In Dahl, it is always greed that comes before a fall. The witches of the eponymous book plot to lure children to a furry fate by putting Formula 86 Delayed Action Mouse-Maker into candy (after which they will be killed by their unsuspecting parents and teachers). Their first victim is the gluttonous brat Bruno Jenkins: “Pass him in the corridor and he is fishing potato crisps out of the bag by the fistful. Catch sight of him in the hotel garden and he is wolfing a Dairy Milk Bar and has two more sticking out of his trouser pocket.”

The way Dahl writes about fat people is horrible, but it’s more complicated than just fat-shaming: He sees food as having terrible and frightening power. Fear—if we want to armchair psychoanalyze—must account for some of this brutality. “I’d rather be dead than fat,” Roald Dahl told his future wife on their first date.

In Matilda, the “decidedly large and round” Bruce Bogtrotter manages to subvert the usual Dahl story of gluttony and punishment. In a scene that will live in my brain forever, the grim Miss Trunchbull accuses Bruce of stealing a piece of chocolate cake, and so forces him to eat the whole thing in front of the entire school. At first, it is the pinnacle of humiliation.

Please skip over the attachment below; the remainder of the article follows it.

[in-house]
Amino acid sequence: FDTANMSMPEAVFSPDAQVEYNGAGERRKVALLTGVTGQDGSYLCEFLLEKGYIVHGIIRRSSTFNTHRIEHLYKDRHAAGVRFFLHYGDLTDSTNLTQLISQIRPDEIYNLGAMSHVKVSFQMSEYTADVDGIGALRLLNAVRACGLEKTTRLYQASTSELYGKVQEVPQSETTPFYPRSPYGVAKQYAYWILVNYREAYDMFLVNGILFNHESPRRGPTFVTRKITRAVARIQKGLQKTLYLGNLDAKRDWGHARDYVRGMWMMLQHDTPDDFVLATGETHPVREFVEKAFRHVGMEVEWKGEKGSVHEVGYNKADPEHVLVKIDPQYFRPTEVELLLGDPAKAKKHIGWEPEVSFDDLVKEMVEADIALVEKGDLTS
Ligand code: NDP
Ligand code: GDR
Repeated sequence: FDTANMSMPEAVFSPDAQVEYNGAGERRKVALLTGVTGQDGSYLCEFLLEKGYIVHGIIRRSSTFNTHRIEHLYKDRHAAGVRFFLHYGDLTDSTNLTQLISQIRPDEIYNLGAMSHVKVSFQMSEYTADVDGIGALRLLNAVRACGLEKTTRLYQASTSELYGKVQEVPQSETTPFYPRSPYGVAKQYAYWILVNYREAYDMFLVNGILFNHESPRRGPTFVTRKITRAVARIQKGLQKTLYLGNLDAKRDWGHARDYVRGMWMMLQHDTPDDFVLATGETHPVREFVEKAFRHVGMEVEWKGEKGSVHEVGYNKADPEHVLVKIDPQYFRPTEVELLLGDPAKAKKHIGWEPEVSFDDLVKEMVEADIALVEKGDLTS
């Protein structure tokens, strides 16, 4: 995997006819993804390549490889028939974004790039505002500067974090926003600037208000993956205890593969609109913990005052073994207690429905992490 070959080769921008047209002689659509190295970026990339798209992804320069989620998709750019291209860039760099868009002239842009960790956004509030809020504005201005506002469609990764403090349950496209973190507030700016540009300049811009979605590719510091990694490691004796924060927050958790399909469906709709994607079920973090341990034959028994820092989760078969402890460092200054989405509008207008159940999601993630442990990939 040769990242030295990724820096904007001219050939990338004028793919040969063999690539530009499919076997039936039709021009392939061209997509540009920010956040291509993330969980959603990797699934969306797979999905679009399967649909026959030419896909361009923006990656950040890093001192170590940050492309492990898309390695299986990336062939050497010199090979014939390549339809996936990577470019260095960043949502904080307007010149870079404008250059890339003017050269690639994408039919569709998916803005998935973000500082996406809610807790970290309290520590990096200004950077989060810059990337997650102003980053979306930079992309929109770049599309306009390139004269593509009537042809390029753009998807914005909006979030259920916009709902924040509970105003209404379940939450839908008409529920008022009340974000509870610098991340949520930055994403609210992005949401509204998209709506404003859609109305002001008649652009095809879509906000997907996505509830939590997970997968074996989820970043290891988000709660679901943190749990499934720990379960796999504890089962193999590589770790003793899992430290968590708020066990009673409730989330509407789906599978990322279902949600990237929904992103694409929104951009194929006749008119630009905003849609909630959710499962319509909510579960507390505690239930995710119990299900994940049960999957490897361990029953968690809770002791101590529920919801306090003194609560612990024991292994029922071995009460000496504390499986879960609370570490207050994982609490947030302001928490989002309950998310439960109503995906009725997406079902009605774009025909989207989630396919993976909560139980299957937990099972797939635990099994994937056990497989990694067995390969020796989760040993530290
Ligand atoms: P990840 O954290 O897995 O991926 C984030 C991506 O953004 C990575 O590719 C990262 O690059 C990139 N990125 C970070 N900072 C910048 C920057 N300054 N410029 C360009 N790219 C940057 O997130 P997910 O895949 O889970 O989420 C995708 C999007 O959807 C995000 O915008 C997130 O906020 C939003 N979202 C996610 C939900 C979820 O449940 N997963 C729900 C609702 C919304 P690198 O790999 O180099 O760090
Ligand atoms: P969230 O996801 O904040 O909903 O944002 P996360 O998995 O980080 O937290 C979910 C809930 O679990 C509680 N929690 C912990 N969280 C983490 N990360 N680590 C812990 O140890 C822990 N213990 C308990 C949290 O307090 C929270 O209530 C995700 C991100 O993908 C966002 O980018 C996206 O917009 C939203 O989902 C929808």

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But as he eats and eats and eats, “a subtle change was coming over the two hundred and fifty watching children in the audience. Earlier on, they had sensed impending disaster. They had prepared themselves for an unpleasant scene in which the wretched boy, stuffed to the gills with chocolate cake would have to surrender and beg for mercy and then they would have watched the triumphant Trunchbull forcing more and still more cake into the mouth of the gasping boy.”

But Bruce Bogtrotter eats it all. He sits victorious, “like some huge overstuffed grub, replete, comatose, unable to move or speak. A fine sweat was beading his forehead but there was a grin of triumph on his face.” Dahl captures the grim and masochistic satisfaction of eating to the point of pain—but also the power of using the thing others shame you with as a weapon. Still, Bruce’s victory is only partial: Clearly, we are not supposed to want to be like grublike, chocolate-smeared Bruce.